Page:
Dec. 18 (Bloomberg) -- Rubber futures in Tokyo dropped for a second day as rising stockpiles in China and Japan signaled slow demand for the commodity used in tires.
The contract for delivery in May on the Tokyo Commodity Exchange fell 0.4 percent to end at 280.1 yen a kilogram ($2,720 a metric ton), extending losses this year to 7.4 percent.
Rubber inventories in Qingdao, China’s main hub for the material, advanced for a third week to 282,700 tons from 276,300 tons at the end of November, according to the Qingdao International Rubber Exchange. Crude rubber stockpiles held at Japanese warehouses rose 17 percent to 10,875 tons on Nov. 30, the highest since July 10, data from the Rubber Trade Association of Japan show.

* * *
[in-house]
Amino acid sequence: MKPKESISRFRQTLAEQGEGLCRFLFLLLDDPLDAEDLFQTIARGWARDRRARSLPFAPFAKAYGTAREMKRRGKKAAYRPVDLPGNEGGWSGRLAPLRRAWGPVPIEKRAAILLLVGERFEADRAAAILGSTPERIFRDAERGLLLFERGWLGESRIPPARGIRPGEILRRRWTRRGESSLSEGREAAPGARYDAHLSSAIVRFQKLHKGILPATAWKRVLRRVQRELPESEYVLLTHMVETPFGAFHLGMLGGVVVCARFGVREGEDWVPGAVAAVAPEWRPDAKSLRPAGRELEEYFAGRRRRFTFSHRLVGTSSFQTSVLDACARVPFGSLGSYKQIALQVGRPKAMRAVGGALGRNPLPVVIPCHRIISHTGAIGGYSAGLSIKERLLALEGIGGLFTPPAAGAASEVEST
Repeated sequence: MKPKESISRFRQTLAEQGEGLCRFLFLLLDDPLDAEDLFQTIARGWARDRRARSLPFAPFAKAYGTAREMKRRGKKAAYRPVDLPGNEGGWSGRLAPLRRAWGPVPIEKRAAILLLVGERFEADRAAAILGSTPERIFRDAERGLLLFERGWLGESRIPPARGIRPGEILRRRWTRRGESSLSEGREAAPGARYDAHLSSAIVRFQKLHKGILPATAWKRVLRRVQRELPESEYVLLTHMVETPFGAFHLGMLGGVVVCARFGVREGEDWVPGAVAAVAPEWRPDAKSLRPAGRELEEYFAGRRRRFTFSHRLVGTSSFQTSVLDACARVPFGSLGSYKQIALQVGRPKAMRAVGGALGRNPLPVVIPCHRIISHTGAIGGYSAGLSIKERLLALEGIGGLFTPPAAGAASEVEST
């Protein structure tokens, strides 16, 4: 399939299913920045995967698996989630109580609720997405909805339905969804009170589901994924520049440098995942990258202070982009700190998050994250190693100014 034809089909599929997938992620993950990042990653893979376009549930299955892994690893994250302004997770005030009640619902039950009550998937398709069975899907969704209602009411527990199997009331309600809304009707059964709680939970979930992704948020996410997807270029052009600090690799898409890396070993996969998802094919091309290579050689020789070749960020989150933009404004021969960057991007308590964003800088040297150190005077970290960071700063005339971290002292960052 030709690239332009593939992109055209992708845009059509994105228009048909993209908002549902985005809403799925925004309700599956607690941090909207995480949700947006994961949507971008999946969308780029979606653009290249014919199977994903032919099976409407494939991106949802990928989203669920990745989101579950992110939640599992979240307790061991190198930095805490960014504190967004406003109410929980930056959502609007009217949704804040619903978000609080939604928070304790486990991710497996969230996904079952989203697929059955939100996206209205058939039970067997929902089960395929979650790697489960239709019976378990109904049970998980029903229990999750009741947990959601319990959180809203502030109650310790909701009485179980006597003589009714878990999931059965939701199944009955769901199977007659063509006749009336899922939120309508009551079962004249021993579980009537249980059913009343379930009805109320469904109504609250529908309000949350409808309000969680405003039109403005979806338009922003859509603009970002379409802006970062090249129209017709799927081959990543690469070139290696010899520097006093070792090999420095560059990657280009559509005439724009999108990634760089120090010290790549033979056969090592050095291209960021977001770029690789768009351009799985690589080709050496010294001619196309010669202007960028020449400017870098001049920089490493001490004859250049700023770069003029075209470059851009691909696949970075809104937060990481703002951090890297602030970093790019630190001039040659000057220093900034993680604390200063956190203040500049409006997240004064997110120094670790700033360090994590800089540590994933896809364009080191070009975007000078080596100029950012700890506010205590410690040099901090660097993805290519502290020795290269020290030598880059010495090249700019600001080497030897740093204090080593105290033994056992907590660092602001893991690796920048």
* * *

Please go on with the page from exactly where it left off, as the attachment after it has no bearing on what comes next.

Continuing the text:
“Stocks in Qingdao and Japan are at high levels, raising concerns the demand for rubber will slow ahead of holiday seasons,” said Megumi Saito, trader at commodity broker Yutaka Shoji Co. Some investors have reduced positions while waiting for a Federal Reserve decision on its monthly stimulus program.
The Fed may begin cutting economic stimulus at its meeting today, according to 34 percent of economists in a Dec. 6 Bloomberg survey, up from 17 percent in a Nov. 8 poll.
The contract for May delivery on the Shanghai Futures Exchange lost 1.3 percent to close at 19,150 yuan ($3,154) a ton. Thai rubber free-on-board dropped 0.6 percent to 82.85 baht ($2.57) a kilogram today, according to the Rubber Research Institute of Thailand.
--Editors: Sungwoo Park, Jarrett Banks